The Commission on Human Rights and Opportunities (CHRO) found reasonable cause that a job applicant to the Department of Economic and Community Development (DECD) was discriminated against because he was male, had a prior CHRO complaint and a prior criminal conviction, according to the CHRO’s investigation and findings report.

According to CHRO, “Reasonable cause means a bona fide belief that the material issues of fact are such that a person of ordinary caution, prudence and judgement could believe the facts alleged in the complaint.”

According to CHRO’s findings, Adam Osmond, a state employee since 2008 who had previously worked for DECD, applied for the position of supervising accountant in 2020 and, despite meeting the requirements for the job, was denied an interview.

Osmond believed that he was passed over due to his gender, prior criminal conviction and history of filing a previous CHRO complaint against the DECD. He filed another complaint with CHRO for this instance in July of 2020. 

According to the CHRO investigation, the two women reviewing the applications were aware of Osmond’s previous complaint and had worked with him at the DECD.

The reviewers said Osmond did not meet the requisite number of qualifications to move on to the interview process, however the investigator found that Osmond did meet the requisite number of qualifications.

“Although this oversight may have been unintentional or due to the Complainant’s voluminous application, a reasonable person could find that it was due to the complainant’s history of filing CHRO complaints involving DECD, his sex, and/or his prior criminal conviction,” the report says.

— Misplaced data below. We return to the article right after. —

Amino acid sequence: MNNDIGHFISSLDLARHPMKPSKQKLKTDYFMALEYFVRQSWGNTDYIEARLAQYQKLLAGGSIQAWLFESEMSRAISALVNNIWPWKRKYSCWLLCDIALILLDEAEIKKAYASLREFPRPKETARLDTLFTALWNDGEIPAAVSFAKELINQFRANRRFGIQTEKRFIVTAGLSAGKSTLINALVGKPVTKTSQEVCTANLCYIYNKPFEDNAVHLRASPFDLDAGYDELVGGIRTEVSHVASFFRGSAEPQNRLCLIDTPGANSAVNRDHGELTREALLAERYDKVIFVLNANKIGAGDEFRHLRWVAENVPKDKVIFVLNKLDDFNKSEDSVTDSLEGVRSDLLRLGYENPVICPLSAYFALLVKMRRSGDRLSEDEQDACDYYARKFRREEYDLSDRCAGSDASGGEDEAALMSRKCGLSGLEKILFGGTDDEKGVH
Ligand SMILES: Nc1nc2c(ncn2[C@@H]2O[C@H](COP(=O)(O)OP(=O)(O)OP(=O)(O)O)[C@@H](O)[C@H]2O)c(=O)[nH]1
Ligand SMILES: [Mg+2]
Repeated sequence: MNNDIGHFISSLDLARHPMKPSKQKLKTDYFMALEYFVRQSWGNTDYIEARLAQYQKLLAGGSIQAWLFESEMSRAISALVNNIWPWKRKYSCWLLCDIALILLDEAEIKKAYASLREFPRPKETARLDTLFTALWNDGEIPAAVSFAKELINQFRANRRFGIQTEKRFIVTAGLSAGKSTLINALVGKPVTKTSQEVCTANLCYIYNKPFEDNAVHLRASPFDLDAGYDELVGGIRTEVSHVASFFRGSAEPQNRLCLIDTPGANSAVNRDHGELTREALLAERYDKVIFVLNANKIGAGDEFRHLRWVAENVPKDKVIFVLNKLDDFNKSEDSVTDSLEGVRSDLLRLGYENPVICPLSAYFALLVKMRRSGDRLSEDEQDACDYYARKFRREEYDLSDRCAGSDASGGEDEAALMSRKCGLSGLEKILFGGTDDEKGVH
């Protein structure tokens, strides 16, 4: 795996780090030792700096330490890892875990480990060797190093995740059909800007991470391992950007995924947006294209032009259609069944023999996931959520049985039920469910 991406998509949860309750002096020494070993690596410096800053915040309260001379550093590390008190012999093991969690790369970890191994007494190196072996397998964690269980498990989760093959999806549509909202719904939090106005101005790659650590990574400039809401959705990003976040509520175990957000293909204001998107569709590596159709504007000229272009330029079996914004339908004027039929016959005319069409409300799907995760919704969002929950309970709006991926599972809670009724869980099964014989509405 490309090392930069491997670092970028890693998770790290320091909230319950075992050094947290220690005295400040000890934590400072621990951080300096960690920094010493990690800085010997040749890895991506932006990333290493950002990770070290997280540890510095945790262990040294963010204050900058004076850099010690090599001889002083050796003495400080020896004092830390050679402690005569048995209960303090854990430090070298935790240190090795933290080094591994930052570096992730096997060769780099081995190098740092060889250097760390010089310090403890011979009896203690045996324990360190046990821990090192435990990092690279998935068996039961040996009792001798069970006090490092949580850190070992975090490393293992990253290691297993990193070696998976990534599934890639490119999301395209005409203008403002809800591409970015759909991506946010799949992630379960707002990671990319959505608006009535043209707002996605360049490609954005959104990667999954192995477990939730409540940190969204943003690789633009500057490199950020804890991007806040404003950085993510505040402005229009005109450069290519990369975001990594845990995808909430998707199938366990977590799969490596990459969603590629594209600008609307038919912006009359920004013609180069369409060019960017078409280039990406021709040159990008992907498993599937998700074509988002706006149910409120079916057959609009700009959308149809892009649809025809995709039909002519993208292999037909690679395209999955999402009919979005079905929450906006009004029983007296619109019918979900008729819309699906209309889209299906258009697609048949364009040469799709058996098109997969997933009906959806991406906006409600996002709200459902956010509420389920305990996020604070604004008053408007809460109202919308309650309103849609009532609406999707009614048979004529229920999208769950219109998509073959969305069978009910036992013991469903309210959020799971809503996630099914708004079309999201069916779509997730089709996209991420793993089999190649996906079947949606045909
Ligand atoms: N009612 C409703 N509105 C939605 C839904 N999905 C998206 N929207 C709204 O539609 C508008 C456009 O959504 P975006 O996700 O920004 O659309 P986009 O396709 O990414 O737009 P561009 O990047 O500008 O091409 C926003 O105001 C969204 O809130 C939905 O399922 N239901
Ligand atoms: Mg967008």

According to the report, 11 out of the 38 applicants for the position were men and none of them received an interview. The candidate chosen for the job was female. A male witness, who also works for DECD, testified “that he believes that there is a preference in hiring females in the department.”

“He stated that he and the Complainant have applied for promotional positions before and have not been granted an interview,” the report notes.

Osmond had previously filed a whistle-blower allegation against DECD in 2016, 2017 and 2018, alleging the department was paying out exorbitant lender fees to third-party loan administrators, and doubling down on businesses who weren’t repaying their original loans.

Osmond claimed he was retaliated against for his whistle-blowing with lower service ratings and filed a claim with CHRO that was ultimately dismissed.

Osmond’s prior criminal conviction mentioned in the report stemmed from a misdemeanor larceny conviction over ten years ago, a result of an addiction to lottery tickets that cost Osmond over a million dollars and the loss of his convenience store business. 

He has since turned his life around, according to multiple media reports. A Connecticut court determined in 2015 that his original penalty of five years probation was too long and he no longer had to continue paying restitution to CT Lottery for 54,000 lotto tickets he printed out at his place of business but never tried to cash.

Following a CHRO finding, parties move toward conciliation to rectify the problem. Although conciliations are kept confidential, Osmond has indicated that he declined DECD’s offer and is moving toward settlement.

Another DECD employee has filed a claim against the department in court after having been released from jurisdiction by CHRO. 

Karen Bosse, a long-time DECD employee, alleges discrimination based on sex and age and retaliation for her CHRO filing. Bosse is seeking $15,000 in damages. 

The State of Connecticut has moved to have the case dismissed as Bosse also filed in federal court. The case is ongoing.

The DECD did not return request for comment.

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Marc worked as an investigative reporter for Yankee Institute and was a 2014 Robert Novak Journalism Fellow. He previously worked in the field of mental health is the author of several books and novels,...

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